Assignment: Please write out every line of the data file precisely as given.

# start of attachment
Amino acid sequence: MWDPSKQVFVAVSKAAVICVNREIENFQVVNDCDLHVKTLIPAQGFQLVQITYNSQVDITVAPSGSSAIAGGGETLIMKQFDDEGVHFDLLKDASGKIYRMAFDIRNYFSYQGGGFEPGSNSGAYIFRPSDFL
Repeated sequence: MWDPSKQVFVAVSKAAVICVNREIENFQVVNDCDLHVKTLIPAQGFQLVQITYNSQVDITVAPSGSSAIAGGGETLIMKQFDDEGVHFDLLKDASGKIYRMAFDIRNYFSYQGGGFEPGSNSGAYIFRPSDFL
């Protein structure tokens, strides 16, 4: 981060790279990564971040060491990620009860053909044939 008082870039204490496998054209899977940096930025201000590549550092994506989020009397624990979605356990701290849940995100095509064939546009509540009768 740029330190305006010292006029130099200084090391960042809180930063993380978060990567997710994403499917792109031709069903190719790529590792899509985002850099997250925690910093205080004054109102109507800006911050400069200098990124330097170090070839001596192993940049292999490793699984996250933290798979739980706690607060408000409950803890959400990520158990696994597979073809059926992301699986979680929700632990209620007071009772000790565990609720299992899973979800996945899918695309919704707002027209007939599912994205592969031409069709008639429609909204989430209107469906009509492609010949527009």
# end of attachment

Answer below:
Amino acid sequence: MWDPSKQVFVAVSKAAVICVNREIENFQVVNDCDLHVKTLIPAQGFQLVQITYNSQVDITVAPSGSSAIAGGGETLIMKQFDDEGVHFDLLKDASGKIYRMAFDIRNYFSYQGGGFEPGSNSGAYIFRPSDFL
Repeated sequence: MWDPSKQVFVAVSKAAVICVNREIENFQVVNDCDLHVKTLIPAQGFQLVQITYNSQVDITVAPSGSSAIAGGGETLIMKQFDDEGVHFDLLKDASGKIYRMAFDIRNYFSYQGGGFEPGSNSGAYIFRPSDFL
């Protein structure tokens, strides 16, 4: 981060790279990564971040060491990620009860053909044939 008082870039204490496998054209899977940096930025201000590549550092994506989020009397624990979605356990701290849940995100095509064939546009509540009768 740029330190305006010292006029130099200084090391960042809180930063993380978060990567997710994403499917792109031709069903190719790529590792899509985002850099997250925690910093205080004054109102109507800006911050400069200098990124330097170090070839001596192993940049292999490793699984996250933290798979739980706690607060408000409950803890959400990520158990696994597979073809059926992301699986979680929700632990209620007071009772000790565990609720299992899973979800996945899918695309919704707002027209007939599912994205592969031409069709008639429609909204989430209107469906009509492609010949527009």